John Glenn was among the first group of seven astronauts trained in this country – a pioneer of space travel. At a time when rocket ships were featured in science fiction books and NOT news articles, he was willing to strap himself into such a vehicle. Although I was not around in 1959 when NASA was assembling its first cohort of astronauts, I’d be willing to bet that most Americans could never have imagined sending people to orbit the earth or land on the moon. And yet, that’s exactly what our country did – thanks to people like John Glenn.
Today, we take space travel for granted. My hunch is that most of us are not even aware that Japan is launching a cargo ship tomorrow bound for the International Space Station. You can watch the launch on your phone via Twitter. That’s a little different than the Apollo 11 launch in 1969 when virtually the entire nation sat transfixed in front of television sets.
John Glenn and the other heroes of the space program over the years have made the miraculous mundane. In so doing, they have taught us that we can accomplish amazing things previously believed to be impossible.
In this week’s Torah portion, the patriarch Jacob was on a journey into the unknown. He was headed east in the basic direction of his mother’s family, but he did not know how it was going to play out.
As he put his head down on a rock in the wilderness after a long day of travel, he had an amazing dream in which angels or messengers were traveling up and down a gigantic ladder which stretched from the ground to the heavens. It is a vision not unlike those first grainy, black-and-white images of astronauts in bizarre costumes traveling into space. Jacob could not immediately interpret the vision, but he knew there was power in it.
Upon waking up in the morning, he said: “Surely, God is in this place and I did not know it…How awesome is this place! This is none other than the abode of God, and that is the gateway to heaven (Gen. 28:16-17).” Somehow, that experience made him more confident that his journey would be successful and he would one day return to his father’s home. He made a vow that he would find a way to thank God.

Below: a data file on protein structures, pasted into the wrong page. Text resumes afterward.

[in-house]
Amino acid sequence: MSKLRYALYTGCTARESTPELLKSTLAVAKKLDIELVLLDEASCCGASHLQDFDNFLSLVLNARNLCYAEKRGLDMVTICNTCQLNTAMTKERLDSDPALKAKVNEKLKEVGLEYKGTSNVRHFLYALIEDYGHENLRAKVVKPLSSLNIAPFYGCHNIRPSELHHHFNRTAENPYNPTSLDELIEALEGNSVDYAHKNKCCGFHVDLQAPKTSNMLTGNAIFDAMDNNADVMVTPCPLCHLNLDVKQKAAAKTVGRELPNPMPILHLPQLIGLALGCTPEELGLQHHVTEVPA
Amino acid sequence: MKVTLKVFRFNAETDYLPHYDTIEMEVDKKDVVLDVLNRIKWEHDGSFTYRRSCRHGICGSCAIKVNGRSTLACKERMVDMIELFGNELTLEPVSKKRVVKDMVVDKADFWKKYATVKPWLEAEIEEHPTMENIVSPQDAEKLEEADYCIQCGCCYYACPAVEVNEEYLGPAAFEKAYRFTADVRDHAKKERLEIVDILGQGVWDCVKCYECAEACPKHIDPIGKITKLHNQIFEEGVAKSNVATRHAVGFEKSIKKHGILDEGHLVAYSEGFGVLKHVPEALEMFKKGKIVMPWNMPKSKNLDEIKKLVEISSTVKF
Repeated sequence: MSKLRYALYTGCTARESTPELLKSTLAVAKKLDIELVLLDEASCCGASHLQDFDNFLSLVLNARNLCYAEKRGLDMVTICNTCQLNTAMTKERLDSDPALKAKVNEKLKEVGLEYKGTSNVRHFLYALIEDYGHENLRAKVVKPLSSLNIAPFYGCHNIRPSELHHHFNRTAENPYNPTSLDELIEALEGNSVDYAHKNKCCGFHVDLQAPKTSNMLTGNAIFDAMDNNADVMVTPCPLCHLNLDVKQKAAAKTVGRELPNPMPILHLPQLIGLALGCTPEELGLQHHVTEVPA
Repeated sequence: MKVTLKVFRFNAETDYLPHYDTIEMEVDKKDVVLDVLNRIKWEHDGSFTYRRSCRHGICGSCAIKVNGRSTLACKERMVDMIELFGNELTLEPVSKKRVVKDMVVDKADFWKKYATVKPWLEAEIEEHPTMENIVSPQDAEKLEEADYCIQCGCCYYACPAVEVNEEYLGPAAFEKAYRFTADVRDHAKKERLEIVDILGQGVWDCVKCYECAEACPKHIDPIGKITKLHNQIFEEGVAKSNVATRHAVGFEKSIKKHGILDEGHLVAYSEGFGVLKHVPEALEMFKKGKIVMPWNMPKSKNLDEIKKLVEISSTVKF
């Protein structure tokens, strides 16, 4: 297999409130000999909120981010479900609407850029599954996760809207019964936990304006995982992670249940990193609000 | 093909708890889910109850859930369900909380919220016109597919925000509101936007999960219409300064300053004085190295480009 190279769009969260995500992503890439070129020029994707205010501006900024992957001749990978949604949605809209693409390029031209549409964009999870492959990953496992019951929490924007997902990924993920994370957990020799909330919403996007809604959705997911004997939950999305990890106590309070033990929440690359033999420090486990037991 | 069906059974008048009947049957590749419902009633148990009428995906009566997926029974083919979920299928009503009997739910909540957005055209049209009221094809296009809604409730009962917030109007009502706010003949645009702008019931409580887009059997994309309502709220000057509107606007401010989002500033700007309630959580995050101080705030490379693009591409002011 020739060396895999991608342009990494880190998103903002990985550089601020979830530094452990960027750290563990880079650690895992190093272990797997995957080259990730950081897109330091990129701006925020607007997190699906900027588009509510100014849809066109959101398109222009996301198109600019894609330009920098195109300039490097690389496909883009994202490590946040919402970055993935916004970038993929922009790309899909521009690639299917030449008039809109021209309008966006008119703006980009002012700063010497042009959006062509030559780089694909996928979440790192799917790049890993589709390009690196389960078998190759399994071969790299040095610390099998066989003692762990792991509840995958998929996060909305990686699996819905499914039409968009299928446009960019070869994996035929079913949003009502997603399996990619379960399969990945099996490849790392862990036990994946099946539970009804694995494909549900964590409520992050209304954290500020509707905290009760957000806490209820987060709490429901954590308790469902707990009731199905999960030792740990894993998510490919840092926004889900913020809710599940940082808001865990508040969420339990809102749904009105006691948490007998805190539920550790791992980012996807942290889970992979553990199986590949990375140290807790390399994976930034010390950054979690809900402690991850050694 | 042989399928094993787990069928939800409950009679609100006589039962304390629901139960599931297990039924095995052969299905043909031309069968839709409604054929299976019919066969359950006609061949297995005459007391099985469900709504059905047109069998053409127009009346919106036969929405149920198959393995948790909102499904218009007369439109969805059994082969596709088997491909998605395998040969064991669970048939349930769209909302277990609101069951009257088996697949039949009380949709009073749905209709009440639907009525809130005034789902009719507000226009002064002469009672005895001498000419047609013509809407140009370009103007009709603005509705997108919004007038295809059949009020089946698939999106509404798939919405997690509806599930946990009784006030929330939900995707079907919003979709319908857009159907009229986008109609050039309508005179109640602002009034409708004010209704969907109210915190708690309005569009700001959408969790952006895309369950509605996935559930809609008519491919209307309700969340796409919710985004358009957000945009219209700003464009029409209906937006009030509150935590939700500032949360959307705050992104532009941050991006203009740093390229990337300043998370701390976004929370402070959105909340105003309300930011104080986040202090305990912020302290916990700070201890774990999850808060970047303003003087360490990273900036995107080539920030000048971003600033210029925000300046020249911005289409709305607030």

Watching our fellow human beings go off into space as John Glenn did inspired many of us to do more than we thought we could do. Looking back on his career in 1997, he said: “If there is one thing I’ve learned in my years on this planet, it’s that the happiest and most fulfilled people I’ve known are those who devoted themselves to something bigger and more profound than merely their own self-interest.”
As we go off on our journeys – perhaps less exciting ones than those enjoyed by John Glenn and his fellow astronauts – his words and his example challenge us. Let us all seek to do something that we did not think possible and something bigger than our own self-interest. And in so doing, we may discover, like the patriarch Jacob, that we are in an awesome place – the abode of God, and our journey is destined to be successful. Godspeed, John Glenn, on your final journey.